If you get no luck from word of mouth, the search facility on ChildcareLink will provide you with the names of registered childminders – as well as day nurseries, playgroups and preschools – closest to where you live.
In order to get specific information on childminders vacancies in your area you’ll need to contact your local Families Information Service. Search through lists for England, Wales or Scotland and contact your local service by email or telephone to let them know what you’re looking for in order to receive a list of childminders you can contact.
As well as letting them know what days and hours you need your child cared for, you should also state whether you need any specific requirements – such as a childminder who is located close to a train station or who does not have dogs, for example. This will make it a lot easier for you as you will receive a list that only includes those who have your special requirements.
You can also visit childcare.co.uk and search for available child care in your area. All you need to do is sign up as a parent and enter your postcode to search for childminders. The site will then return the results of signed up childminders closest to you. When you sign up, you’ll also be given the option to enter any specific requirements you are looking for in a childminder.
You can then view the childminder’s profile which includes a personal ‘About me’ section, their qualifications, any vacancies they have and whether they are a smoker. It may also disclose information on their fees. You need to sign up to the site as a parent looking for childcare in order to view the childminder’s contact details.
How can I cut costs?
For a lot of parents, the use of a childminder may only be for a couple of hours a day before or/and after school, until you can pick them up on your way home from work. With these hours at a minimum it keeps costs down and your bank balance happy.
If you need a childminder all day however, there are a few things that can keep the cost down.
Firstly, you can send your child with their food for the day – breakfast, lunch and maybe even dinner, depending on your working hours. As the childminder will not be providing the food and therefore not paying for it, you should be able to get a cheaper rate. Don’t forget snacks, bottles, bibs and baby wipes for your child as well. The more you provide yourself, the less you should have to pay.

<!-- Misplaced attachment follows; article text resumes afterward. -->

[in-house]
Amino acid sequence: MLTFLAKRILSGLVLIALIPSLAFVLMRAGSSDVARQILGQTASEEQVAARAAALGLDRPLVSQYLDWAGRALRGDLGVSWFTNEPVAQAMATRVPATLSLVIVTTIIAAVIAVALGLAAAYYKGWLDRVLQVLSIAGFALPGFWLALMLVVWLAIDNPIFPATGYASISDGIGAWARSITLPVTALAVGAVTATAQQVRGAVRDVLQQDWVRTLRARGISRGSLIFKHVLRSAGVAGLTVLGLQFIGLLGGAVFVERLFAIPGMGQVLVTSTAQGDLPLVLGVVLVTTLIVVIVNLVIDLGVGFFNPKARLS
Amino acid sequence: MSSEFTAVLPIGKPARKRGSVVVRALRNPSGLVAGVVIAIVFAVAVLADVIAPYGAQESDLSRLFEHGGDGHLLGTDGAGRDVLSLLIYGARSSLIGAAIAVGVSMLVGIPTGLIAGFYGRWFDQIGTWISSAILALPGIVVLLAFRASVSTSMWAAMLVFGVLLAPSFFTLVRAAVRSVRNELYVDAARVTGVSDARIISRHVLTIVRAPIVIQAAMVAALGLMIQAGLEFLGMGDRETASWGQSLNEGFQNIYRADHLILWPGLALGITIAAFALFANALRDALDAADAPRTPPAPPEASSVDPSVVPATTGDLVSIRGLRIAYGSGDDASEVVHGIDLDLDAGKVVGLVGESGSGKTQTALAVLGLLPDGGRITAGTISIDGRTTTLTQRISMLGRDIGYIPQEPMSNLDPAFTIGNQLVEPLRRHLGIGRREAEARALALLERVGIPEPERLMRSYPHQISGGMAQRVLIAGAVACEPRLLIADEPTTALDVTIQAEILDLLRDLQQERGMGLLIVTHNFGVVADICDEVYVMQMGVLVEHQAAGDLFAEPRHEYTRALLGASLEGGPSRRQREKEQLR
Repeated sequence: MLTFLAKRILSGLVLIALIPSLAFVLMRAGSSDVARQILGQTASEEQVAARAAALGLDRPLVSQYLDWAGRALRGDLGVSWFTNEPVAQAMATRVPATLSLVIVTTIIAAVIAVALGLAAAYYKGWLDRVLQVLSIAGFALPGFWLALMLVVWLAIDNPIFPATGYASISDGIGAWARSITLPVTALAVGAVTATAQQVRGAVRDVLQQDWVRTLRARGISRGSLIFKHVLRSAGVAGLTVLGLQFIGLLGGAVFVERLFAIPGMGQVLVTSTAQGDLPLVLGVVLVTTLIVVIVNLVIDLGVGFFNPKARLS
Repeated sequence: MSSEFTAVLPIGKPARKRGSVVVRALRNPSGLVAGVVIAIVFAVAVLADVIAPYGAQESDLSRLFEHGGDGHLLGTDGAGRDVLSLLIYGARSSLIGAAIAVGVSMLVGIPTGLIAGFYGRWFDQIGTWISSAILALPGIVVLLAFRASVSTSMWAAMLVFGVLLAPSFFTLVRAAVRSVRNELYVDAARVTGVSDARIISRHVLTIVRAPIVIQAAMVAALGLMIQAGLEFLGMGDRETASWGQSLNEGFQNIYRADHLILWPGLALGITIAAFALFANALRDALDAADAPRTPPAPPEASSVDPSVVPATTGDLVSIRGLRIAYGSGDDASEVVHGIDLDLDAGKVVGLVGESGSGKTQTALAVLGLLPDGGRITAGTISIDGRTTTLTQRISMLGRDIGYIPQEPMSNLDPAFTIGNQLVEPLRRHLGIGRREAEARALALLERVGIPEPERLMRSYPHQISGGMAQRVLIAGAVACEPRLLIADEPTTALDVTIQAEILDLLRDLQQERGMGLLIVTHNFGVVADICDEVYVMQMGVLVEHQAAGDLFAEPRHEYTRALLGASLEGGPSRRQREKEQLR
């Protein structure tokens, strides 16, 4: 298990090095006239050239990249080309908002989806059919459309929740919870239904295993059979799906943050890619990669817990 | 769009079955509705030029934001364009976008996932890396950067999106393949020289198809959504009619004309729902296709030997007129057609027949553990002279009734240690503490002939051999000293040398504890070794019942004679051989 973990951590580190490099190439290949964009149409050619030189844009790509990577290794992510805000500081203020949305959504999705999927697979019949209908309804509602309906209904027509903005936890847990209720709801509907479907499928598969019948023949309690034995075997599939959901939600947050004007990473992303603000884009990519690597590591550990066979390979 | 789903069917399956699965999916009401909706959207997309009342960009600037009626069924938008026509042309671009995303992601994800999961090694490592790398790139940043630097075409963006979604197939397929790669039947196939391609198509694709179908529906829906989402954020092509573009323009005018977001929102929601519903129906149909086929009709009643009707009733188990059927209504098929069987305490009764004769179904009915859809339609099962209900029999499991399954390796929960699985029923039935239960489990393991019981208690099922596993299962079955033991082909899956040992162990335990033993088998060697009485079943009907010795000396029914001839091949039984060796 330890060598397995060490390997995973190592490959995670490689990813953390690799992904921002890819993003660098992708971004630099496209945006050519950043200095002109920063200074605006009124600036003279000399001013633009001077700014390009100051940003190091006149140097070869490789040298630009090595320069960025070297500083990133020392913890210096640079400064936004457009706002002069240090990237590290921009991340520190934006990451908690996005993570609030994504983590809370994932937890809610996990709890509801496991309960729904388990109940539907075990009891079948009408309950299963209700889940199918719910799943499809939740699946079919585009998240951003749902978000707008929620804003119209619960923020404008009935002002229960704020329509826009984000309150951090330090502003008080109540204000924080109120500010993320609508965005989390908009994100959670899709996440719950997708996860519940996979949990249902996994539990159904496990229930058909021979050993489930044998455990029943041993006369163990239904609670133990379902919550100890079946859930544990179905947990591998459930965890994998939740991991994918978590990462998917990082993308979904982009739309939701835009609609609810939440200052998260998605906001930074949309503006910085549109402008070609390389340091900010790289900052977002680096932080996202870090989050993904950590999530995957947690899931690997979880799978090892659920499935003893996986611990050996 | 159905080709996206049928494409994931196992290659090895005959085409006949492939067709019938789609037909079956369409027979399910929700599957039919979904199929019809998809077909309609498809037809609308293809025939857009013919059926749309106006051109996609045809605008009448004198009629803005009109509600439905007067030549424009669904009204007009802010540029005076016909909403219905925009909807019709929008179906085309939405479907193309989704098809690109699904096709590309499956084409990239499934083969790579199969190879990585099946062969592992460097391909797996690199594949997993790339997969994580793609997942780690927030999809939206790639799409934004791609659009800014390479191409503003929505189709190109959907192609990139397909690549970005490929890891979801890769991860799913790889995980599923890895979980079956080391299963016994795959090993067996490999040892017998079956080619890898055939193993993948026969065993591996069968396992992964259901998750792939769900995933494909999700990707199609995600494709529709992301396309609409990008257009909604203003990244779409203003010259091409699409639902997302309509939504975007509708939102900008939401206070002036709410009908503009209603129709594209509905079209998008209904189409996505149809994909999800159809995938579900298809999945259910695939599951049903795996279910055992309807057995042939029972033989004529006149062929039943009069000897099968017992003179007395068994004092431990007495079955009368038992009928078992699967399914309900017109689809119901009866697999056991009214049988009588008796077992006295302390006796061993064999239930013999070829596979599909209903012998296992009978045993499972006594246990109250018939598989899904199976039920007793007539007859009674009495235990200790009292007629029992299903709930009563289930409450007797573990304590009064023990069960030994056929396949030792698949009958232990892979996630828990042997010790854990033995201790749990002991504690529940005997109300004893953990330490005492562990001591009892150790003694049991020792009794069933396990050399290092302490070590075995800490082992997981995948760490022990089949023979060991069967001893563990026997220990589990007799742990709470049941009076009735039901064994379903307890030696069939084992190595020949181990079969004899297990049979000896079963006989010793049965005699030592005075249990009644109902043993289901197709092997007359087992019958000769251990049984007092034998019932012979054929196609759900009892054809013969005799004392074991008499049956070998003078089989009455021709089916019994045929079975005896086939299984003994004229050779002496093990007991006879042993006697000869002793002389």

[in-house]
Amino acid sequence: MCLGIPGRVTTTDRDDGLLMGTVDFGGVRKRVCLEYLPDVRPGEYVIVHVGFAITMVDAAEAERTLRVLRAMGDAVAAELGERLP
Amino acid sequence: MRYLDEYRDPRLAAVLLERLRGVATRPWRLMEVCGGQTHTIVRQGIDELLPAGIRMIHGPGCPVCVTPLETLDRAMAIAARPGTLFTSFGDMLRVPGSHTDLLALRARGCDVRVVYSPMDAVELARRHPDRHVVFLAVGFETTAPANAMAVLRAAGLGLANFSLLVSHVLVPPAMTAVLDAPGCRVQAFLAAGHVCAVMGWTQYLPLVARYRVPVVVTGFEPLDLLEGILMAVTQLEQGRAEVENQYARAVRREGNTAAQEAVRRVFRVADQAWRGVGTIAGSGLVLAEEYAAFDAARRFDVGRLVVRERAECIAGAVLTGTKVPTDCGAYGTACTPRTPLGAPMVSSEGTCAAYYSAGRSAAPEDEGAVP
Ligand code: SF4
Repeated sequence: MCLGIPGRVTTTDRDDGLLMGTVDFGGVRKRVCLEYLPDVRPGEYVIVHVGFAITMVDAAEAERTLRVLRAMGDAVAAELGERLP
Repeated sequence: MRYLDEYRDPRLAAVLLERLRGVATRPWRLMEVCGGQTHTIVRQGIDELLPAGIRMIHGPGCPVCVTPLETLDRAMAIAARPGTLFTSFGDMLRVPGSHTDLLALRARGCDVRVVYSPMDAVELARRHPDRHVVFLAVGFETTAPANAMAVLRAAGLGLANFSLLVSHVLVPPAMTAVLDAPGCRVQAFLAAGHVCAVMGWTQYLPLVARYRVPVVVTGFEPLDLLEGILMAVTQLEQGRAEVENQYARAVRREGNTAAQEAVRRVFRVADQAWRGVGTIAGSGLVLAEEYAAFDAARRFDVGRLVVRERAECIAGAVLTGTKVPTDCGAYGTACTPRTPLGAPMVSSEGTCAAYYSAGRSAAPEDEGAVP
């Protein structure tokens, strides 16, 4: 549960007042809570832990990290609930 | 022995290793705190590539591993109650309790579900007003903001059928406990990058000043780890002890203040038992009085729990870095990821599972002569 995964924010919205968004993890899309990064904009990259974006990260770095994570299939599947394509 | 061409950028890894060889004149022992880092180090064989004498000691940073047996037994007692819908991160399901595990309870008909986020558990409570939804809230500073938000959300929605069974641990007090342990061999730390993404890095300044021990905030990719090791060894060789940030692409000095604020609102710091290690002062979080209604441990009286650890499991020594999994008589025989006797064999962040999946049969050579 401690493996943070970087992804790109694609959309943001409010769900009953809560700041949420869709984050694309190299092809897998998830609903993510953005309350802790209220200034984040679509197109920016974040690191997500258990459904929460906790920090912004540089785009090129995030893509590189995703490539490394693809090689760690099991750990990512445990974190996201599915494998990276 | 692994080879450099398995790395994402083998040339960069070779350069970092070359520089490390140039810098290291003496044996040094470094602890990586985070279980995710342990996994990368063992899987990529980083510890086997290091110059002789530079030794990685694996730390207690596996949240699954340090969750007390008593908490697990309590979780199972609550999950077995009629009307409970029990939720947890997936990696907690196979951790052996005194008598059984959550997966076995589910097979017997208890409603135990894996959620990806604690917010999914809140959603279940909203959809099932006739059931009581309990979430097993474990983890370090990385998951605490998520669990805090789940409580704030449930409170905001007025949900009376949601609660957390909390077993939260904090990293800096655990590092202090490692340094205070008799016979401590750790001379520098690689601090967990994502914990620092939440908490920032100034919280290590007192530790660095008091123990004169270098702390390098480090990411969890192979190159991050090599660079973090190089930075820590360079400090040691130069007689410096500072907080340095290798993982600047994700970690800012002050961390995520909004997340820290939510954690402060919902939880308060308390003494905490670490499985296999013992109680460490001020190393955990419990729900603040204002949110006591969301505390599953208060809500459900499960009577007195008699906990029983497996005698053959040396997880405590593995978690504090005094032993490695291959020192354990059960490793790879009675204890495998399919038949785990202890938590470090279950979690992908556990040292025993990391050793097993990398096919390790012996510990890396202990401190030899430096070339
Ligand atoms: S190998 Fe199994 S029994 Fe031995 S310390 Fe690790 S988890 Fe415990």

Secondly, many childminders will offer a reduction in childcare if they look after more than one of your children – sort of a ‘pay for one, get one half price’ deal. Of course, all childminders vary but if they are guaranteed an income from two children at once it saves them looking for another child to fill their vacancy, so they may offer a discount.
Also, the longer your children are with a childminder, the more you are likely to get for your money. If you are happy with your childminder then don’t change them! Just as your child will become attached to the childminder, the childminder will become attached to your child and will more than likely be willing to do more with them.
Cost: from £5-£11 for each session – privately run clubs may cost more
Who it’s right for: Parents working long hours with children of schooling age
Loads of schools and nurseries are giving that extra bit of care to help out busy families leaving you free to get quickly to and from work, to bring home the bacon. And by 2010, all schools will be able to offer a range of extra services including study support, childcare (in primary schools) and parenting and family support, which will make it a lot easier to find clubs for your child to attend.
Breakfast clubs are for those early birds who work longer hours or commute slightly further. The club will give the opportunity for children to eat together before school and ease into the day. Kids can be dropped off from around 7.30 and stay there until the start of their lessons.
Afterschool clubs have always been a fun way for kids to spend the afternoon until you are able to pick them up, for little or no cost. They are usually open from the end of school to around 6pm.
Holiday playschemes are there for kids whose parents still have to work during their school holidays! These can be found at local leisure centres and there are companies that specialise in holiday activities that use local schools as their base.
How can I find one?
Your first port of call is to enquire at your child’s school to see what additional services they provide. Failing that, ask at other local schools as some may offer their services to pupils of other schools and provide a pick up service.
The best place to start is asking your schools administration if they can recommend anywhere but if you need to find a registered group near you and your school doesn’t have or know of one, go to Childcarelink.
Put in your town or postcode in the search engine provided and click on Childcare Search from the results. The search options you get will be all different types of childcare but tick the “Out of School Care” box. Click away and the results it’ll give will be a list of the clubs in your area.
* WARNING there can be long waiting lists for clubs. It’s best if you can to try and look ahead of the dates you have in mind for your little ones to start and put their name down. Speak to other parents and pop along to the clubs you like the look of to have a chat about how to register a place and if there is a waiting list. If you need a place straight away there’s the choice of ticking the “immediate vacancies” box on the Childcarelink website which will only produce search results with places available now.
How can I cut costs?